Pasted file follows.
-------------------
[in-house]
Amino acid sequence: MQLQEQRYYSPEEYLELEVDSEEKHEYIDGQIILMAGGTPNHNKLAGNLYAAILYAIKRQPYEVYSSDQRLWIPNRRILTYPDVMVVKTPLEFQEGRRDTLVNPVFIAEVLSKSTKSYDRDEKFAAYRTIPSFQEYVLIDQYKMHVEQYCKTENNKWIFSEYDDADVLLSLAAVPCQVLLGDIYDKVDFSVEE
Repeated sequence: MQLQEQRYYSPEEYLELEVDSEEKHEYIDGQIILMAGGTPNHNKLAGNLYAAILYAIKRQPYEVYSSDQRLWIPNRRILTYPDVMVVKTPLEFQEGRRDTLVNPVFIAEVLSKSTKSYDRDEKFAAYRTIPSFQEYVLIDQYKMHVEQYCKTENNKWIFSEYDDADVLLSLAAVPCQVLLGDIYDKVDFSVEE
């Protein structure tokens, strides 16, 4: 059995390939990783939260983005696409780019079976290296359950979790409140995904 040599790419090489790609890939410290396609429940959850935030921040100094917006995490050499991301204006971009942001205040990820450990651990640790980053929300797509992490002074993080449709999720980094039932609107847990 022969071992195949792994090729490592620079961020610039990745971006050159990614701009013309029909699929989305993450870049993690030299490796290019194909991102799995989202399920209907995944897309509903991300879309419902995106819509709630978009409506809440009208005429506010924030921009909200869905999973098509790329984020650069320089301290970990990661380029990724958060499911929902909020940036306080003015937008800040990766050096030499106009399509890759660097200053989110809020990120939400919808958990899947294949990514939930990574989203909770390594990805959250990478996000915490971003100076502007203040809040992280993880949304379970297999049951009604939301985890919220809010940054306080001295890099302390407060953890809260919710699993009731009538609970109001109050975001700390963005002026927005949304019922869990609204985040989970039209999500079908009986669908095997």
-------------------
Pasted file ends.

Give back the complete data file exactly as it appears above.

[in-house]
Amino acid sequence: MQLQEQRYYSPEEYLELEVDSEEKHEYIDGQIILMAGGTPNHNKLAGNLYAAILYAIKRQPYEVYSSDQRLWIPNRRILTYPDVMVVKTPLEFQEGRRDTLVNPVFIAEVLSKSTKSYDRDEKFAAYRTIPSFQEYVLIDQYKMHVEQYCKTENNKWIFSEYDDADVLLSLAAVPCQVLLGDIYDKVDFSVEE
Repeated sequence: MQLQEQRYYSPEEYLELEVDSEEKHEYIDGQIILMAGGTPNHNKLAGNLYAAILYAIKRQPYEVYSSDQRLWIPNRRILTYPDVMVVKTPLEFQEGRRDTLVNPVFIAEVLSKSTKSYDRDEKFAAYRTIPSFQEYVLIDQYKMHVEQYCKTENNKWIFSEYDDADVLLSLAAVPCQVLLGDIYDKVDFSVEE
């Protein structure tokens, strides 16, 4: 059995390939990783939260983005696409780019079976290296359950979790409140995904 040599790419090489790609890939410290396609429940959850935030921040100094917006995490050499991301204006971009942001205040990820450990651990640790980053929300797509992490002074993080449709999720980094039932609107847990 022969071992195949792994090729490592620079961020610039990745971006050159990614701009013309029909699929989305993450870049993690030299490796290019194909991102799995989202399920209907995944897309509903991300879309419902995106819509709630978009409506809440009208005429506010924030921009909200869905999973098509790329984020650069320089301290970990990661380029990724958060499911929902909020940036306080003015937008800040990766050096030499106009399509890759660097200053989110809020990120939400919808958990899947294949990514939930990574989203909770390594990805959250990478996000915490971003100076502007203040809040992280993880949304379970297999049951009604939301985890919220809010940054306080001295890099302390407060953890809260919710699993009731009538609970109001109050975001700390963005002026927005949304019922869990609204985040989970039209999500079908009986669908095997």